Prospects for Basic Income in Developing Countries: A Comparative Analysis of Welfare Regimes in the South

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Centre for Social Science Research

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University of Cape Town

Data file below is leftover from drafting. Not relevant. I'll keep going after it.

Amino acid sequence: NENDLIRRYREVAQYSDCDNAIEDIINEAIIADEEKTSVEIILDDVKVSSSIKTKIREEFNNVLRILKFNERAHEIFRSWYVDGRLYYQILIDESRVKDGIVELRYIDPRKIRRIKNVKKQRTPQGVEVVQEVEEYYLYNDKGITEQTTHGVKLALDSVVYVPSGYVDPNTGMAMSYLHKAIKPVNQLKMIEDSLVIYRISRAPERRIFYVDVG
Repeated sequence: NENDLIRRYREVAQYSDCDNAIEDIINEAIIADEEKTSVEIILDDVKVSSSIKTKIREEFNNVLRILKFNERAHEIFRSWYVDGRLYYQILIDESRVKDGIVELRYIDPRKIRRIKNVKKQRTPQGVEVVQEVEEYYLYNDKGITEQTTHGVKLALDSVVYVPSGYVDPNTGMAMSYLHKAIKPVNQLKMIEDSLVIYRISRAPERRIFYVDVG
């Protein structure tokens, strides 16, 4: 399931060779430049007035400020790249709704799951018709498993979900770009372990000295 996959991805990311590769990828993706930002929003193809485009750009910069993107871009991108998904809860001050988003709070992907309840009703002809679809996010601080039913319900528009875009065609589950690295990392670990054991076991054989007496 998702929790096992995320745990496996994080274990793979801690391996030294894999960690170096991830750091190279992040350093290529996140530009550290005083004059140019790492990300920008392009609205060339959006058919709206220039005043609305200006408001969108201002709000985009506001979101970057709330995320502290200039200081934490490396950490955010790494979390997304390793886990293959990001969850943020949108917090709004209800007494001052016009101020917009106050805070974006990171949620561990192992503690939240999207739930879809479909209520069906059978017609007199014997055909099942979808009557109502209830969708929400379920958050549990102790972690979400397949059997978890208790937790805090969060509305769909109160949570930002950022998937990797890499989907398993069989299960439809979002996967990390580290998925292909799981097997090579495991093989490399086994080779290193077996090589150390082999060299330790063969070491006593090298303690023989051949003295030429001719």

This paper explores the prospects for future pro-poor reforms to welfare regimes in the ‘South’ through an analysis of the development of Southern welfare regimes in the past. Esping-Andersen’s approach to the analysis of distribution is inadequate in Southern conditions primarily due to its neglect of the ways in which states influence distribution through shaping the development or economic growth path. Even if we narrow our analysis to the provision of income security, EspingAndersen’s ‘three worlds’ typology is less useful in the South than an alternative typology that distinguishes between ‘agrarian’, ‘inegalitarian corporatist’ and ‘redistributive’ welfare regimes. The ‘redistributive’ regimes are those that entail significant social assistance, i.e. provision for a minimum cash income, at least for specified categories of ‘deserving’ poor, that is not dependent on past contributions. These (rare) regimes have their origins in both reform from above (pre-emptive action by elites concerned with the social, economic and political problems posed by poverty) or below, following democratisation. In most cases, the prerequisites for reform are deagrarianisation (and the collapse of kin-based poverty alleviation) and the limited development of formal contributory welfare systems in the formal sector of the economy. Well-developed insurance systems can easily impede the development of social assistance. The electoral strength of poor citizens not covered by social insurance is a crucial factor in most cases, especially recent ones.